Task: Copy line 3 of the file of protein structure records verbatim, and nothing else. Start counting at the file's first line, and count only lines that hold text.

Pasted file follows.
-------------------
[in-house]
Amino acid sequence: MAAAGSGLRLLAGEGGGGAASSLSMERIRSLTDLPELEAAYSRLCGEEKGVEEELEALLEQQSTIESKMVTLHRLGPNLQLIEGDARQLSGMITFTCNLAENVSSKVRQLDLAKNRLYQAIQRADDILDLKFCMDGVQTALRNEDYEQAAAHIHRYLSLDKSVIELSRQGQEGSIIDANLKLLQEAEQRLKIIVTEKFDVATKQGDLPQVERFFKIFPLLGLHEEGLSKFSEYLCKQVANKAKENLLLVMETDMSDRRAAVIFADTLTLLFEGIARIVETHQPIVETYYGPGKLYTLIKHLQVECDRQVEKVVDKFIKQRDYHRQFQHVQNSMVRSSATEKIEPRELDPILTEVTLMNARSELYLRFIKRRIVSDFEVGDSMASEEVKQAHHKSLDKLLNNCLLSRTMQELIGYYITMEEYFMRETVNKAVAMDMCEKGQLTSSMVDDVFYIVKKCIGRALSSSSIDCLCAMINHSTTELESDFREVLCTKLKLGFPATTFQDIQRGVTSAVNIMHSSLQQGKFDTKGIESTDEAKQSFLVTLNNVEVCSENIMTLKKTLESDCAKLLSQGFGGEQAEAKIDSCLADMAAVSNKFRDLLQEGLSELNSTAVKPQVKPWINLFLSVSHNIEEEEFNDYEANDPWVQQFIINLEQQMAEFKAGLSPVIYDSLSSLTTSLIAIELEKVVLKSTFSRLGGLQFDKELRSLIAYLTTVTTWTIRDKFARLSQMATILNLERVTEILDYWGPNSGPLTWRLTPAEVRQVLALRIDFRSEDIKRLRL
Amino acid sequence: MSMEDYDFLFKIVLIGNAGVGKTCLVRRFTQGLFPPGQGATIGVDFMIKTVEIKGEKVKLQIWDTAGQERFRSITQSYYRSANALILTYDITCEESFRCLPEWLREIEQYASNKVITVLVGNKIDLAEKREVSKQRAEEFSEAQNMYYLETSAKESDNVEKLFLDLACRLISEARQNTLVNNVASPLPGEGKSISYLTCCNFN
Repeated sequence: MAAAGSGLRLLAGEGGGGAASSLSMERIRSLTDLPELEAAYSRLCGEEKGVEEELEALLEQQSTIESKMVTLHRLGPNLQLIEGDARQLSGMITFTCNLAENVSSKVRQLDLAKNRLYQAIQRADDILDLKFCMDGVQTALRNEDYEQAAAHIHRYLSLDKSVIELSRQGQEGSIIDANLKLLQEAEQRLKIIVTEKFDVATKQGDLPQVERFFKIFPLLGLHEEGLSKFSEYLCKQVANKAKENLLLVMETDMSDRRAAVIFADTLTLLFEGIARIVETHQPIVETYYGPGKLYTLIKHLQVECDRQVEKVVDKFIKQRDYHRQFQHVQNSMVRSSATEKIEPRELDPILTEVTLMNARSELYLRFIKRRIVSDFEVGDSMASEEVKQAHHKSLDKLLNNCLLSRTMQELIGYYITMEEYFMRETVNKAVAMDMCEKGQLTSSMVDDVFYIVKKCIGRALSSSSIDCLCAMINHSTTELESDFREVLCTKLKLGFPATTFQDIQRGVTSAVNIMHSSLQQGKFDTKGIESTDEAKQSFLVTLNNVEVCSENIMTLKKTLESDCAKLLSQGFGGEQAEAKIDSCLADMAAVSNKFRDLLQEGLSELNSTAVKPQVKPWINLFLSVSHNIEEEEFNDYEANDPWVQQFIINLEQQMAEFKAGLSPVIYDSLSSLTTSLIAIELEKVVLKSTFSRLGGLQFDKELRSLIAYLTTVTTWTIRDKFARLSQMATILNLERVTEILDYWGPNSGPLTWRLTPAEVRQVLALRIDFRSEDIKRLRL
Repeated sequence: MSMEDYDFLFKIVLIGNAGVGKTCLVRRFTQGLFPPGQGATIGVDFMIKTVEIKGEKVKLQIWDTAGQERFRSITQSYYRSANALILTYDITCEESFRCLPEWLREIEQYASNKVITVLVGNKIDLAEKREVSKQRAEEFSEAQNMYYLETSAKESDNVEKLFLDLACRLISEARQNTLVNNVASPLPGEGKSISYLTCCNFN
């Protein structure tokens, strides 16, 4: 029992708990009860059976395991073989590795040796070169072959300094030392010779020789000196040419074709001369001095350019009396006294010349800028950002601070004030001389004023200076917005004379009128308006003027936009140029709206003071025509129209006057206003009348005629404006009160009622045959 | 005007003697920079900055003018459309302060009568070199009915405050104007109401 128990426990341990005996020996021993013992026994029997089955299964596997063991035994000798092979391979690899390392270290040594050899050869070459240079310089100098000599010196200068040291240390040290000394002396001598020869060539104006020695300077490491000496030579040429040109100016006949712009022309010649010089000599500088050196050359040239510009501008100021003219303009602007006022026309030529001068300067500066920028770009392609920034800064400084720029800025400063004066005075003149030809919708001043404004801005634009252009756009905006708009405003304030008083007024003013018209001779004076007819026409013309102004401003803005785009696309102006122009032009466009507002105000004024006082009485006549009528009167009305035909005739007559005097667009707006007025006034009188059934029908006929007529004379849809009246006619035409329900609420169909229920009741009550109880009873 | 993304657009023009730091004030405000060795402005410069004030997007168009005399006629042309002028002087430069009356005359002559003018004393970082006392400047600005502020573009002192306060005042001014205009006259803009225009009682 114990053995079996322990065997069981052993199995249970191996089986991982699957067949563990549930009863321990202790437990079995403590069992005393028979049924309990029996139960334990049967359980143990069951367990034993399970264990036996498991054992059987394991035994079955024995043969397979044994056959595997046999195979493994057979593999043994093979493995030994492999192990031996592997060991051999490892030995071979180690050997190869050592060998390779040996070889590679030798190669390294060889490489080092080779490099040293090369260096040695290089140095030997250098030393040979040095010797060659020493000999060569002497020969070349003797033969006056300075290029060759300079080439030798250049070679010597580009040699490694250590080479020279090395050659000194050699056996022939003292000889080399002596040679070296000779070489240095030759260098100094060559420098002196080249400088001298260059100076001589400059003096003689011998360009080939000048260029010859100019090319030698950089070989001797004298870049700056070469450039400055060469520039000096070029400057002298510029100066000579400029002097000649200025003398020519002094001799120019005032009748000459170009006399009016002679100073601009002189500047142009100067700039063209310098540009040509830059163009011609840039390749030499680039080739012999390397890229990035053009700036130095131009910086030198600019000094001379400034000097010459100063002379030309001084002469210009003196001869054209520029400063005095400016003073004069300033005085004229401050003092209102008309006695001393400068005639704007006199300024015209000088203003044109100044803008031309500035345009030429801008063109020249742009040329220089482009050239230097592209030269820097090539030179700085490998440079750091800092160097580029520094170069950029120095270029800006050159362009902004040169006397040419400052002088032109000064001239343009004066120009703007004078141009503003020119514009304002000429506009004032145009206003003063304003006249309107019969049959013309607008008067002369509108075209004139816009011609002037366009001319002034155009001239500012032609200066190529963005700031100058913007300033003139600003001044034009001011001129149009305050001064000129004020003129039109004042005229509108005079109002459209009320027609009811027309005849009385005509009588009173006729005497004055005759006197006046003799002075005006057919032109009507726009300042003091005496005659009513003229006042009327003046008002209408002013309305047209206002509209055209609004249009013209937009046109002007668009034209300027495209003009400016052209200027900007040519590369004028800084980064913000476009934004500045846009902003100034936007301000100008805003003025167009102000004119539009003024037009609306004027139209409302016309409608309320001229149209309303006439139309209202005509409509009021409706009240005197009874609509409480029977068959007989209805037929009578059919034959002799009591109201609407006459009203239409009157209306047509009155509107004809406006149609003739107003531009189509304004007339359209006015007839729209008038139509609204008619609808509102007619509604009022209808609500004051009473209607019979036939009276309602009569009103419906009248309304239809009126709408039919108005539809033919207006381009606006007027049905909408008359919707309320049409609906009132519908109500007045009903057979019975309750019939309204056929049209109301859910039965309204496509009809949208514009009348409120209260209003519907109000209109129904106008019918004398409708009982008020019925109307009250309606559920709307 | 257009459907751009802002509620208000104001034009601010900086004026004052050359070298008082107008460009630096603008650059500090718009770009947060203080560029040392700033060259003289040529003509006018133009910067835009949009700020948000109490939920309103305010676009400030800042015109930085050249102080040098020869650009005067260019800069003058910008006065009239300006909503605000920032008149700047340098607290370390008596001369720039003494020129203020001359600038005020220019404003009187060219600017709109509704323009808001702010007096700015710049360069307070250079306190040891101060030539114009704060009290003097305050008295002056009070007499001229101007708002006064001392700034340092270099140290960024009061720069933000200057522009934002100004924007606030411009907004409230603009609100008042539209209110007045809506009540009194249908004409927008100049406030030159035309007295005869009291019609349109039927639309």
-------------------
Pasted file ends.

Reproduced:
Amino acid sequence: MSMEDYDFLFKIVLIGNAGVGKTCLVRRFTQGLFPPGQGATIGVDFMIKTVEIKGEKVKLQIWDTAGQERFRSITQSYYRSANALILTYDITCEESFRCLPEWLREIEQYASNKVITVLVGNKIDLAEKREVSKQRAEEFSEAQNMYYLETSAKESDNVEKLFLDLACRLISEARQNTLVNNVASPLPGEGKSISYLTCCNFN